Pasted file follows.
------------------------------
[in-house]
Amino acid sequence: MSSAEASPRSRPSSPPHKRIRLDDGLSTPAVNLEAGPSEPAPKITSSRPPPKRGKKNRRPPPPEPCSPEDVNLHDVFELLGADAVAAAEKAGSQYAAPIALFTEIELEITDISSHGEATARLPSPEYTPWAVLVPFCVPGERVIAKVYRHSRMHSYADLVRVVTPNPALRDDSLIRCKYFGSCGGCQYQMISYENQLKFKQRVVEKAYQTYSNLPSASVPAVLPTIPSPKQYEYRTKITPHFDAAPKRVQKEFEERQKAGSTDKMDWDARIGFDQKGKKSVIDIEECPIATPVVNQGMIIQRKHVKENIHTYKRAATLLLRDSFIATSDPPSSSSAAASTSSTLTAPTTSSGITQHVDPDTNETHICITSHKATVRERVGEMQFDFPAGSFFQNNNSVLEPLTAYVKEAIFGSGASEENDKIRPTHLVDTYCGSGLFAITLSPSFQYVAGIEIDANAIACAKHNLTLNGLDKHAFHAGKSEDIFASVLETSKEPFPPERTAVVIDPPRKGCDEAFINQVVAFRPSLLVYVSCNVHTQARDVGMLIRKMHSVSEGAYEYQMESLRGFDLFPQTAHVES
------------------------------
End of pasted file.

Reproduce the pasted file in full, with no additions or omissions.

[in-house]
Amino acid sequence: MSSAEASPRSRPSSPPHKRIRLDDGLSTPAVNLEAGPSEPAPKITSSRPPPKRGKKNRRPPPPEPCSPEDVNLHDVFELLGADAVAAAEKAGSQYAAPIALFTEIELEITDISSHGEATARLPSPEYTPWAVLVPFCVPGERVIAKVYRHSRMHSYADLVRVVTPNPALRDDSLIRCKYFGSCGGCQYQMISYENQLKFKQRVVEKAYQTYSNLPSASVPAVLPTIPSPKQYEYRTKITPHFDAAPKRVQKEFEERQKAGSTDKMDWDARIGFDQKGKKSVIDIEECPIATPVVNQGMIIQRKHVKENIHTYKRAATLLLRDSFIATSDPPSSSSAAASTSSTLTAPTTSSGITQHVDPDTNETHICITSHKATVRERVGEMQFDFPAGSFFQNNNSVLEPLTAYVKEAIFGSGASEENDKIRPTHLVDTYCGSGLFAITLSPSFQYVAGIEIDANAIACAKHNLTLNGLDKHAFHAGKSEDIFASVLETSKEPFPPERTAVVIDPPRKGCDEAFINQVVAFRPSLLVYVSCNVHTQARDVGMLIRKMHSVSEGAYEYQMESLRGFDLFPQTAHVES